Schempp-Hirth Standard Cirrus

The Standard Cirrus is a Standard-class glider built in Germany by Schempp-Hirth. The Standard Cirrus was produced between 1969 and 1985, when it was replaced by the Discus. Over 800 examples were built, making it one of the most successful early fibreglass glider designs.

Standard Cirrus
Role Standard-class sailplane
National origin Germany
Manufacturer Schempp-Hirth
Designer Klaus Holighaus
First flight 20 February 1969
Number built ca. 838

Development edit

The Standard Cirrus was designed by Dipl. Ing. Klaus Holighaus and flew for the first time in February 1969. It is a Standard Class glider with a 15-metre span, and laminar-flow airfoil section designed by Professor Franz Wortmann. The all-moving tailplane, a feature of many designs of that period due to its theoretically higher efficiency, caused less than desirable high-speed stability characteristics, and so modifications were made to the early design. Even so, the glider is still very sensitive in pitch. The aircraft built before 1972 have a washout of -0.75 degrees. The washout was then increased to -1.5 degrees which improved low-speed performance and response at slow speed.[1]

Improvements were made with the Standard Cirrus 75. These included better air-brakes with an increased frontal area and a safer tailplane attachment system. By April 1977, when production by Schempp-Hirth ended, a total of 700 Standard Cirruses had been built, including 200 built under licence by Grob between 1972 and July 1975. A French firm, Lanaverre Industrie, had also built 38 Standard Cirruses under licence by 1979. VTC of Yugoslavia also licence-built Standard Cirruses, reaching approximately 100 by 1985.

Variants edit

Baby Cirrus

The Baby Cirrus is similar to a Standard Cirrus 75. The only thing different about them is the fact it had its wing on top of the fuselage mounted on a fiberglass beam of some sort. Only one was made. It was primarily used to try and improve the design of the Standard Cirrus. The original registration was D-3111. It was later converted to a Standard Cirrus 75 and was given a new registration. It is still flying to the day of this edit and is owned by a club in Germany.

Cirrus B

The Cirrus B is based on the Standard Cirrus 75 but with interchangeable wingtips giving a span of either 15m or 16m.

Cirrus K

The two Cirrus K have a reduced span (12.6m), larger ailerons, a cross tail with larger elevator, and a strengthened fuselage which make them suitable for aerobatics. This modification was initiated by Wilhelm Düerkop in the late 1980s.[2][3] Wolfgang Seitz took part in the 1995 World Glider Aerobatic Championships with a Cirrus K.[4]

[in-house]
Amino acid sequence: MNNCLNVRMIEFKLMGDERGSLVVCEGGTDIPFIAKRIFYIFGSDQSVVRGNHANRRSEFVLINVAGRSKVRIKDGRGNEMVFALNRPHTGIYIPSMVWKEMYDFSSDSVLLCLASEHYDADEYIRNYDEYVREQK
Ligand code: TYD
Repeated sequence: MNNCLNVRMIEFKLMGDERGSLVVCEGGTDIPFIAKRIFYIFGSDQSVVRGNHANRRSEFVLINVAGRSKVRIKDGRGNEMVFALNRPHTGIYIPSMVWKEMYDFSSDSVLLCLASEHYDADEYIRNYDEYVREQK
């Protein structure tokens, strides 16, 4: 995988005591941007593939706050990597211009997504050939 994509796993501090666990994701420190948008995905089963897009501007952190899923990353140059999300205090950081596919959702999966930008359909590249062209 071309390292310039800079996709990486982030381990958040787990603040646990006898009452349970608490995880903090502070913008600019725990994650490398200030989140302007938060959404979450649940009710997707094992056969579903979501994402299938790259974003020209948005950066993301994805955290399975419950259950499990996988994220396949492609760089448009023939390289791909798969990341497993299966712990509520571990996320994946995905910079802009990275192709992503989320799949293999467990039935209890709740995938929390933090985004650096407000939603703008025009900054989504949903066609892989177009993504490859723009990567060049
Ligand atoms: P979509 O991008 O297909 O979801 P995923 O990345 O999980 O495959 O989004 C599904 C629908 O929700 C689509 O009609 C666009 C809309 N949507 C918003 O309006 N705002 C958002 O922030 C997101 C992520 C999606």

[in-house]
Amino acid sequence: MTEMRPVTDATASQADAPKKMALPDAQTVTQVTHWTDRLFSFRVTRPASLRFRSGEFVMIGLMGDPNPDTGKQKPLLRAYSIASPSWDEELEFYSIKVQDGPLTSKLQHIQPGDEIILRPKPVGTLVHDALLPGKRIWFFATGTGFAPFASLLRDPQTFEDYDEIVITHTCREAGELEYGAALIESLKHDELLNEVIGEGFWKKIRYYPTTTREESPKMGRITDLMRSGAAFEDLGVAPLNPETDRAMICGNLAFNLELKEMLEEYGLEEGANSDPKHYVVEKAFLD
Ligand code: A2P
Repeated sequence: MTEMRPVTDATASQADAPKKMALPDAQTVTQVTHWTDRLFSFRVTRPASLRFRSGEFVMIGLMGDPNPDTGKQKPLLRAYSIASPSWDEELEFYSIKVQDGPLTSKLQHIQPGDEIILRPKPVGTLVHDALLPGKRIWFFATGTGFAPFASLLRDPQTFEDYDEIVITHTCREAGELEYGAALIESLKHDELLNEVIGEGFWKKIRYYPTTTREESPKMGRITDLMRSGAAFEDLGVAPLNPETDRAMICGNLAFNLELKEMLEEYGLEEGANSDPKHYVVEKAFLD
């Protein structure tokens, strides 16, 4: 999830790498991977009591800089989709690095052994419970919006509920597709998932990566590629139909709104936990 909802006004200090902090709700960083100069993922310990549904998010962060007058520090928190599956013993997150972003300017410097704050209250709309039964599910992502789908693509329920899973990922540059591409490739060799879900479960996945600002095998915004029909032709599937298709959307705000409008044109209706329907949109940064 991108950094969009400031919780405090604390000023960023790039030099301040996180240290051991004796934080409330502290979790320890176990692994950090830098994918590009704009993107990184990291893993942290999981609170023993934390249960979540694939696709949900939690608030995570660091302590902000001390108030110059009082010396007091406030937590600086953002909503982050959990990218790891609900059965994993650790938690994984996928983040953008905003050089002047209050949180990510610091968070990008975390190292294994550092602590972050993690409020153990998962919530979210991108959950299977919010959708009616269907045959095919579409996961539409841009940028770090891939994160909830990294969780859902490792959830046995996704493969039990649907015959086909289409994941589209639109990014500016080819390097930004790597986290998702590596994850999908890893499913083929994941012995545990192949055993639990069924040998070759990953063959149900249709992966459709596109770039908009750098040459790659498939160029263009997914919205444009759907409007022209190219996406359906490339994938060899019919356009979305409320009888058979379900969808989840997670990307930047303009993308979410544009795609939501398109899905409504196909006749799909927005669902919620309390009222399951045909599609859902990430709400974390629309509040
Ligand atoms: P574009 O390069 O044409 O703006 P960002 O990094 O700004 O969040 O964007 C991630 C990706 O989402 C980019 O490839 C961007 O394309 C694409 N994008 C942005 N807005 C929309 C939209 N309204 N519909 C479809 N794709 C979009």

The last Cirrus model was the G/81 built by VTC until 1985. This incorporated a longer fuselage and canopy, and a conventional tailplane and elevator with the wings of the Cirrus 75.

Specifications edit

Standard Cirrus glider

Data from Jane's all the World's Aircraft 1976–77 [5]

General characteristics

  • Crew: 1
  • Capacity: 80 kg (180 lb) water ballast
  • Length: 6.35 m (20 ft 10 in)
  • Wingspan: 15 m (49 ft 3 in)
  • Height: 1.32 m (4 ft 4 in)
  • Wing area: 10 m2 (110 sq ft)
  • Aspect ratio: 22.5
  • Airfoil: root: Wortmann S-02-196 (19.6%) ; tip: Wortmann FX 66-17A II 182 (17%)[6]
  • Empty weight: 215 kg (474 lb)
  • Max takeoff weight: 390 kg (860 lb) with water ballast
330 kg (730 lb) without water ballast


  • Stall speed: 62 km/h (39 mph, 33 kn)
  • Never exceed speed: 220 km/h (140 mph, 120 kn)
  • Max aerotow speed: 150 km/h (93 mph; 81 kn)
  • Max winch launch speed: 120 km/h (75 mph; 65 kn)
  • g limits: +10
  • Maximum glide ratio: 38.5:1 at 90 km/h (56 mph; 49 kn)
  • Rate of sink: 0.6 m/s (120 ft/min) at 71 km/h (44 mph; 38 kn)
  • Wing loading: 39 kg/m2 (8.0 lb/sq ft) with water ballast
33 kg/m2 (6.8 lb/sq ft) without water ballast

See also edit

Related development

Aircraft of comparable role, configuration, and era

Related lists

References edit

Citations edit

  1. ^ Standard Cirrus Wing Twist
  2. ^ Swiss Glider Aerobatics Association's Cirrus K website (in German)
  3. ^ List of planes and gliders of the "Toy Team" (in German) Archived 2011-10-03 at the Wayback Machine
  4. ^ FAI pilot profile of Wolfgang Seitz[permanent dead link]
  5. ^ Taylor, John W.R., ed. (1976). Jane's all the World's Aircraft 1976–77 (67th ed.). London: Jane's Yearbooks. p. 566. ISBN 0-3540-0538-3.
  6. ^ Lednicer, David. "The Incomplete Guide to Airfoil Usage". Retrieved 16 April 2019.

Bibliography edit